Wiltshire (abbreviation Wilts.)[5] is a county of southern England.

24a   Order hotel lunch and tea, disregarding hints of hungry ones? (4,3,4)

This is an & lit. (all-in-one) clue in which the entire clue both provides the definition and serves as the wordplay.

25a   Male from the Orient, as recalled (3)

 The wordplay is [AS]IAN (from the Orient) with AS deleted (as recalled).

26a   Worthies regularly lift company (4)

Lift[5] is the British term for elevator[5]. The Otis Elevator Company[7] is the world's largest manufacturer of vertical transportation systems today, principally focusing on elevators and escalators.

27a   Music at last from trumpeters? (4,5)


1d   Tense here? Just the job (7,7)

Just the job[5] is an informal British expression meaning exactly what is needed (i) companionship from fellow walkers was just the job; (ii) it is just the job for getting rid of stains.

2d   Prepare to fight in marketplace? Not on (6,3)

A market[10] is a place, such as an open space in a town, at which a market is held. In cricket, the on[5] (also called the on side) is the half of the field (as divided lengthways through the pitch) away from which the batsman's feet are pointed when standing to receive the ball ⇒ he played a lucky stroke to leg. Another term for this side of the field is the leg side[5] (also called just the leg). The opposite side of the field is known as the off[5] (or the off side).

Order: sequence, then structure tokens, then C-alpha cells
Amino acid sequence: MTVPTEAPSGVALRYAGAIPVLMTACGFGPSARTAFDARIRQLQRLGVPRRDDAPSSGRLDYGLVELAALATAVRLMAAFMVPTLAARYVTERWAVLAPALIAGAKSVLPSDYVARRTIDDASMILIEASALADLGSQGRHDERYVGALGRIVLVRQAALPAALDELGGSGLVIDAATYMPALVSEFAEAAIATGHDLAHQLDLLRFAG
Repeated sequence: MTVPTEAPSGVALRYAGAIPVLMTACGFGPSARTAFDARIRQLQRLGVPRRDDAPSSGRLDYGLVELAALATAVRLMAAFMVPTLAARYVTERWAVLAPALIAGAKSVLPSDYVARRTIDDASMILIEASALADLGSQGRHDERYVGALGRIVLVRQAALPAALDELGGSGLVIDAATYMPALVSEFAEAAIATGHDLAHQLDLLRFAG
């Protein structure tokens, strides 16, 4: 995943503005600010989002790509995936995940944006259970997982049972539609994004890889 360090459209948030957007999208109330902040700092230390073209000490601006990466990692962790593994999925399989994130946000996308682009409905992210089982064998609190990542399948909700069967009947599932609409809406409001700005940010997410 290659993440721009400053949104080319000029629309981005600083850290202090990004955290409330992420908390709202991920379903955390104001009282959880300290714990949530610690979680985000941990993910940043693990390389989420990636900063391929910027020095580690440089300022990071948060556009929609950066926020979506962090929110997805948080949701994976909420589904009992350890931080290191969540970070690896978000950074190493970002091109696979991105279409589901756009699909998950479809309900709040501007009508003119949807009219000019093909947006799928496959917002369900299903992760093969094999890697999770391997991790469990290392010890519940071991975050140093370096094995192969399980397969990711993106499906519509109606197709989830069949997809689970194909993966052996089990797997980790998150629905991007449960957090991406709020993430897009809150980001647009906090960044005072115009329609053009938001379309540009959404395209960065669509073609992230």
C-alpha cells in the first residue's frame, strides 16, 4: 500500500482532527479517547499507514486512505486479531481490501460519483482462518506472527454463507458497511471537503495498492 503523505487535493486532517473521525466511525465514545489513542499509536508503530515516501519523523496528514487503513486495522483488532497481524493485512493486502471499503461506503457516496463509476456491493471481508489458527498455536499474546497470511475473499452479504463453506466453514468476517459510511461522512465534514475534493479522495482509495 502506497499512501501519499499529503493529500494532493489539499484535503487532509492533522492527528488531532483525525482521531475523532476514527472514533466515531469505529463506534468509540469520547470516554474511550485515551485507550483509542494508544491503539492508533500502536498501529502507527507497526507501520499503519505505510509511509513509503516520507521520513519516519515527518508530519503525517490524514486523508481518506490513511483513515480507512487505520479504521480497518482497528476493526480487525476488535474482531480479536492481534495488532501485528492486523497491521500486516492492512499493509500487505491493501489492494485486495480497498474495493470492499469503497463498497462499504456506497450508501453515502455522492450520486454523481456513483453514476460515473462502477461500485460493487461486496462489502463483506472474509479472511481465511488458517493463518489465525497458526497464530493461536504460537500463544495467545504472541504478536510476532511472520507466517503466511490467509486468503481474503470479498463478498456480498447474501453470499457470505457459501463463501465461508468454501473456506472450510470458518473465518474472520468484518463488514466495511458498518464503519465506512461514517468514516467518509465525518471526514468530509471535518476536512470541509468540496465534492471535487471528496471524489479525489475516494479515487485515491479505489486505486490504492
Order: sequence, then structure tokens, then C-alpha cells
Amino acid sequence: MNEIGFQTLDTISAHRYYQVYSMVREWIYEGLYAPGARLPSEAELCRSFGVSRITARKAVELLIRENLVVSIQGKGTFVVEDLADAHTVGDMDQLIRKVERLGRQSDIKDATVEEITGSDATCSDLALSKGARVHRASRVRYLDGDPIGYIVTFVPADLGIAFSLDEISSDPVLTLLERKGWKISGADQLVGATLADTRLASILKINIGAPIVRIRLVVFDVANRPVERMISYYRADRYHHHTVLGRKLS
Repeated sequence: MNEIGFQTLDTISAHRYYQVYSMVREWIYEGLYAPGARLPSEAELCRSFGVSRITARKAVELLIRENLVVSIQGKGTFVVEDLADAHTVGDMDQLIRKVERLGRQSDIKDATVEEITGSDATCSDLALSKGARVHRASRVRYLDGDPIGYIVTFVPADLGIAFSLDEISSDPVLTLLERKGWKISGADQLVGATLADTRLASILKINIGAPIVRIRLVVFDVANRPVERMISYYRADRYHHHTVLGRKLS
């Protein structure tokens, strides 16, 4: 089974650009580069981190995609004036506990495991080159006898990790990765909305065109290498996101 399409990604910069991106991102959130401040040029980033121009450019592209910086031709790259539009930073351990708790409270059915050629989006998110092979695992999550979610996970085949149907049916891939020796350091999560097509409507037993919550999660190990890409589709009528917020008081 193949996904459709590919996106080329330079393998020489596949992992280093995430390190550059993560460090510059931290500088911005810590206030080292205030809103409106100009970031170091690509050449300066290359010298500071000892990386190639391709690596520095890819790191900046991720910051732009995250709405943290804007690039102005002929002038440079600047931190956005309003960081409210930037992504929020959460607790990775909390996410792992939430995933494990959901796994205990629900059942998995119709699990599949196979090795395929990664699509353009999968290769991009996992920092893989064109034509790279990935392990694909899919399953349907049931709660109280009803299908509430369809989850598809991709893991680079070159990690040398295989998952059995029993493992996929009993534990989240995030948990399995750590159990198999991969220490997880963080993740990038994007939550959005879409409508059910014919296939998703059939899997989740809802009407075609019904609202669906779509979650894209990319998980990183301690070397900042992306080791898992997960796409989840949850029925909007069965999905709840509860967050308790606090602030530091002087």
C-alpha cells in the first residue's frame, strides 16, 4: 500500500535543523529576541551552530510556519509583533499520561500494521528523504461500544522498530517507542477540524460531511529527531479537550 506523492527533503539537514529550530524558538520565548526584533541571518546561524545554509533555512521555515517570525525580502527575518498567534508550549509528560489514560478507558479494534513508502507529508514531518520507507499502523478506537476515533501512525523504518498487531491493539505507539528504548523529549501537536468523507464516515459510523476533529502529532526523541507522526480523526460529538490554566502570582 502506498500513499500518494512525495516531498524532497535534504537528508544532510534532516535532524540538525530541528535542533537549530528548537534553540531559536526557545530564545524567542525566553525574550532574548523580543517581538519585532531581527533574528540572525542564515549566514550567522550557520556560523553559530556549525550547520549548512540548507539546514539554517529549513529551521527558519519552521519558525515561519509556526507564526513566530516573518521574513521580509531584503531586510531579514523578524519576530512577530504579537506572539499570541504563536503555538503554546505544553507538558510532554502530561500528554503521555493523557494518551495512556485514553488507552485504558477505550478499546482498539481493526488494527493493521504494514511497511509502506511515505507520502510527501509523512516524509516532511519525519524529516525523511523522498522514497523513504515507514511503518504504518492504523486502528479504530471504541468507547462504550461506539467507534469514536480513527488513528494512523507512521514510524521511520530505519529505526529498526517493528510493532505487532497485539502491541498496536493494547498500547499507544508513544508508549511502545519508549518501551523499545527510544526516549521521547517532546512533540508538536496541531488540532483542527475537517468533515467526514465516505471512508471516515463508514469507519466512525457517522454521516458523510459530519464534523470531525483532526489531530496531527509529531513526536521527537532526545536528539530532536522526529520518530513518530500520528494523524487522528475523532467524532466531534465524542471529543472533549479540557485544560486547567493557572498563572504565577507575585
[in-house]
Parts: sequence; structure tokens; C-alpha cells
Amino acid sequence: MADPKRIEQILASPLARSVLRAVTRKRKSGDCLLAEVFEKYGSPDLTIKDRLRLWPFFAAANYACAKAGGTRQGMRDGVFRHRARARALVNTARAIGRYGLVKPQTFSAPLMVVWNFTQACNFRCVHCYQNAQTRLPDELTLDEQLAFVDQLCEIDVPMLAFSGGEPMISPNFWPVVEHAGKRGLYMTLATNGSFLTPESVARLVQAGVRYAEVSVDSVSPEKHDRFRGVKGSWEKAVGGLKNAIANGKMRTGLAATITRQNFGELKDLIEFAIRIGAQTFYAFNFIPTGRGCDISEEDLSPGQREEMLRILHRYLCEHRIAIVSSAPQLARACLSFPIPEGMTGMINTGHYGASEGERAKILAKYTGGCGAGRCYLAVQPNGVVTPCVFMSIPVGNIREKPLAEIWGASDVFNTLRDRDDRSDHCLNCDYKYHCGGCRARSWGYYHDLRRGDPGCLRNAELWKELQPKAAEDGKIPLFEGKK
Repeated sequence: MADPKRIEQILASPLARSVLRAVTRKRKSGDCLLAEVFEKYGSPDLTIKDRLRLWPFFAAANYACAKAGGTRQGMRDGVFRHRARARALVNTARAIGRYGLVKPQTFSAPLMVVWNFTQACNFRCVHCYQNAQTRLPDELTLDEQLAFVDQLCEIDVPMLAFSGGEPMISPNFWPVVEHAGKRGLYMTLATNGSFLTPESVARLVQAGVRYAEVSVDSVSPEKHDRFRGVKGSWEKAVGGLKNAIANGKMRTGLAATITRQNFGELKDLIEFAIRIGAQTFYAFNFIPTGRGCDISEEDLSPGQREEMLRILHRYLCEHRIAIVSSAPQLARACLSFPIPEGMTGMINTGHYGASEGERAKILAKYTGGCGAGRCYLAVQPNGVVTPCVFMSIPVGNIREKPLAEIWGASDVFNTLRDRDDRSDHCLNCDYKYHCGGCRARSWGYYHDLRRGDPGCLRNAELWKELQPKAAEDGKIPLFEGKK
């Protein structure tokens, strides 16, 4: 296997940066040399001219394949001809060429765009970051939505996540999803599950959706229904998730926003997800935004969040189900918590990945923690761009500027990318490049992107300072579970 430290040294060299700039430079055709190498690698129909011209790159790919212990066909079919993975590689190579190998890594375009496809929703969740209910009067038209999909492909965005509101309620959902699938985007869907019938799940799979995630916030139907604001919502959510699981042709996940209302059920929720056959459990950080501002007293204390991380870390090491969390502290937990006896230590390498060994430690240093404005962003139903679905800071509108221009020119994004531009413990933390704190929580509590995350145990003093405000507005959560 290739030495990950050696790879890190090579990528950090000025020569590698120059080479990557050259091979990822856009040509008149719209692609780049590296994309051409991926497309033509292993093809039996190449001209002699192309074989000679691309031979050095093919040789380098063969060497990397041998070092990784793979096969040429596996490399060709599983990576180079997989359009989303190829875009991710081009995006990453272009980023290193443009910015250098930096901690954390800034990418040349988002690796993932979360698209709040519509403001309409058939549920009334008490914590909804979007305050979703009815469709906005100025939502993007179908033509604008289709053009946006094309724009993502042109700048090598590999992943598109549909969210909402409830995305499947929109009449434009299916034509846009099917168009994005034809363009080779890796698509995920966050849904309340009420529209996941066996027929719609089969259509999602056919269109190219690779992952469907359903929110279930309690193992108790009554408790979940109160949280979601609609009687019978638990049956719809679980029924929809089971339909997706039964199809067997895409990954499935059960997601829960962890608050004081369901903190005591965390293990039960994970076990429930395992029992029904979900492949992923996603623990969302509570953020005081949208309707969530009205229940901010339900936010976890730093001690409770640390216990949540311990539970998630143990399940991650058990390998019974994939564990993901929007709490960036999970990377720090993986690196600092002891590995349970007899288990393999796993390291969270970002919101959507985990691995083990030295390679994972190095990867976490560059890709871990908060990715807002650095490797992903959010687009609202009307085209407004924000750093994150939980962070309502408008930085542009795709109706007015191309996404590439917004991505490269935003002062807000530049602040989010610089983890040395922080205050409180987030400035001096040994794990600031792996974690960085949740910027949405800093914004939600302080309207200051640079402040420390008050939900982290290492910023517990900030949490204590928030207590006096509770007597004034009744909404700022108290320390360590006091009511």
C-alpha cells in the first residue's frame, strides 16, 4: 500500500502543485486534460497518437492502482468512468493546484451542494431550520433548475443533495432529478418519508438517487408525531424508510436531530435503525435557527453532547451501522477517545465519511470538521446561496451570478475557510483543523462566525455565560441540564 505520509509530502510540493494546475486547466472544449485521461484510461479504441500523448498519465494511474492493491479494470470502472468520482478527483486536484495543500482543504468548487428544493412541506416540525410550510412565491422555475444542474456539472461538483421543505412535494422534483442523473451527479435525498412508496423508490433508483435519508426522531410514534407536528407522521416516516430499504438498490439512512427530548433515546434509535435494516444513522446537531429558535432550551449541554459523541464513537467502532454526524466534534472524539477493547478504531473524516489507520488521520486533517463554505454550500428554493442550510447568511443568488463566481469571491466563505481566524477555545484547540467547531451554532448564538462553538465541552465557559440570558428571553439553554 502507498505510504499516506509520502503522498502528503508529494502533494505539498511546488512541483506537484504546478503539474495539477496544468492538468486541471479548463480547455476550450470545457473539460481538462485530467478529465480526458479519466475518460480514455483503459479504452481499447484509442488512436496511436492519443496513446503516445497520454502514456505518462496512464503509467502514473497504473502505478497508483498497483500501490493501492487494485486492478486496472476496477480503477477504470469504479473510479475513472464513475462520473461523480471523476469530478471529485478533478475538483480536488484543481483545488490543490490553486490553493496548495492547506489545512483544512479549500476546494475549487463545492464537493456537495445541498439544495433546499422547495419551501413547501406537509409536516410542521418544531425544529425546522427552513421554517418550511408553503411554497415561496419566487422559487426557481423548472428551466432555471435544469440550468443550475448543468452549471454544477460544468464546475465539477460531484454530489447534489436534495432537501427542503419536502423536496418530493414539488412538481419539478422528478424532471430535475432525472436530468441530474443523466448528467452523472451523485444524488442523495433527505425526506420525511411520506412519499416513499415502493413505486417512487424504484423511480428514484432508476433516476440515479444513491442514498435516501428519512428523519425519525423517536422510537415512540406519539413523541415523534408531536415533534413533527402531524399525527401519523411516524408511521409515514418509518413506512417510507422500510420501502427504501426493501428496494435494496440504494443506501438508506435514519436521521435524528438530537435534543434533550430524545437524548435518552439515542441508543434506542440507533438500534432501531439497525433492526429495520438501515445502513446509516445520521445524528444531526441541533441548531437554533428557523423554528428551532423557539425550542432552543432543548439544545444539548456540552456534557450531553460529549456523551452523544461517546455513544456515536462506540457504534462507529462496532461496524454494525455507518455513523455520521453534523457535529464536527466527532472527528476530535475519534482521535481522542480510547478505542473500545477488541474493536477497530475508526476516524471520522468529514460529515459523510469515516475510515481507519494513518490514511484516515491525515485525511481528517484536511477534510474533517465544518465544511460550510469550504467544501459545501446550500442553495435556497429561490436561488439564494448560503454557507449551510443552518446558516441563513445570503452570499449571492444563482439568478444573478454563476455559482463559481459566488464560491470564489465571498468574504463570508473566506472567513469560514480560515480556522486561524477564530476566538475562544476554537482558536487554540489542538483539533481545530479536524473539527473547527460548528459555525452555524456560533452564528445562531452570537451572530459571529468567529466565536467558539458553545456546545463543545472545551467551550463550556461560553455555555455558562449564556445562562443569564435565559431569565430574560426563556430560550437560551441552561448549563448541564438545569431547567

3d   Man on newspaper gets lift (4)

The Financial Times (FT)[7] is a British international business newspaper [conspicuously printed on pink newsprint].

4d   Walks in street in front of car (7)

Rolls[10] is an informal term for a Rolls-Royce automobile.

5d   Catches up with small business associate right away (7)

6d   One such was Strauss, being top man for a waltz moving millions (7,3)

While I did manage to deduce the correct solution, I failed to see the wordplay which is an anagram (for a waltz) of {BEING TOP [M]AN with the M (millions) deleted (moving)}.

In cricket, the term bat[5] can have any of several meanings, namely (1) a cricket bat, (2) a turn at playing with a bat [an instance of batting], or (3) a person batting (or, in other words, a batsman) ⇒ the team’s opening bat. In this usage example, the "opening bat" would be the first batsman for a team in the match (a term somewhat akin to a leadoff batter in baseball).